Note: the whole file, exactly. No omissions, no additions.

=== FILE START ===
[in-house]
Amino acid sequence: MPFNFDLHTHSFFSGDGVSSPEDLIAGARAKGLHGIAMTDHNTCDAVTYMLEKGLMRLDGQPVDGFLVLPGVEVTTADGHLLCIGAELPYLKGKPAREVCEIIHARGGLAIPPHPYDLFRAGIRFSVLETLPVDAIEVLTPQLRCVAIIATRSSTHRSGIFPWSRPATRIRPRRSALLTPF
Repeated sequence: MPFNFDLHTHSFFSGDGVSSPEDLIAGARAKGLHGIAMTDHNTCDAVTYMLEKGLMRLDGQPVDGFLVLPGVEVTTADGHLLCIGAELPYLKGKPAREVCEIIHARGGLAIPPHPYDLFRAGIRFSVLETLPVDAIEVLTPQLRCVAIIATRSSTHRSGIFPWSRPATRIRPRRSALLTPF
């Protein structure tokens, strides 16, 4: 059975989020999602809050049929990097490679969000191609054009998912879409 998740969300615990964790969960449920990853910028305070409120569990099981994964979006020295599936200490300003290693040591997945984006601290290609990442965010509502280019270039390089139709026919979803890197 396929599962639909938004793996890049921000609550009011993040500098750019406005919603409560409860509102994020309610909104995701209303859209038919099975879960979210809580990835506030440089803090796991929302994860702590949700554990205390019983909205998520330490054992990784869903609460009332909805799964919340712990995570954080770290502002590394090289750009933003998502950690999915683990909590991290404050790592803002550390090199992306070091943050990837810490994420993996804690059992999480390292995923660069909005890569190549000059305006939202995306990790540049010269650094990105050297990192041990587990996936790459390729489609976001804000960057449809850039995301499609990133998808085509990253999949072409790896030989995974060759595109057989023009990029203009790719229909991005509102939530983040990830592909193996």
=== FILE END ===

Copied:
[in-house]
Amino acid sequence: MPFNFDLHTHSFFSGDGVSSPEDLIAGARAKGLHGIAMTDHNTCDAVTYMLEKGLMRLDGQPVDGFLVLPGVEVTTADGHLLCIGAELPYLKGKPAREVCEIIHARGGLAIPPHPYDLFRAGIRFSVLETLPVDAIEVLTPQLRCVAIIATRSSTHRSGIFPWSRPATRIRPRRSALLTPF
Repeated sequence: MPFNFDLHTHSFFSGDGVSSPEDLIAGARAKGLHGIAMTDHNTCDAVTYMLEKGLMRLDGQPVDGFLVLPGVEVTTADGHLLCIGAELPYLKGKPAREVCEIIHARGGLAIPPHPYDLFRAGIRFSVLETLPVDAIEVLTPQLRCVAIIATRSSTHRSGIFPWSRPATRIRPRRSALLTPF
């Protein structure tokens, strides 16, 4: 059975989020999602809050049929990097490679969000191609054009998912879409 998740969300615990964790969960449920990853910028305070409120569990099981994964979006020295599936200490300003290693040591997945984006601290290609990442965010509502280019270039390089139709026919979803890197 396929599962639909938004793996890049921000609550009011993040500098750019406005919603409560409860509102994020309610909104995701209303859209038919099975879960979210809580990835506030440089803090796991929302994860702590949700554990205390019983909205998520330490054992990784869903609460009332909805799964919340712990995570954080770290502002590394090289750009933003998502950690999915683990909590991290404050790592803002550390090199992306070091943050990837810490994420993996804690059992999480390292995923660069909005890569190549000059305006939202995306990790540049010269650094990105050297990192041990587990996936790459390729489609976001804000960057449809850039995301499609990133998808085509990253999949072409790896030989995974060759595109057989023009990029203009790719229909991005509102939530983040990830592909193996």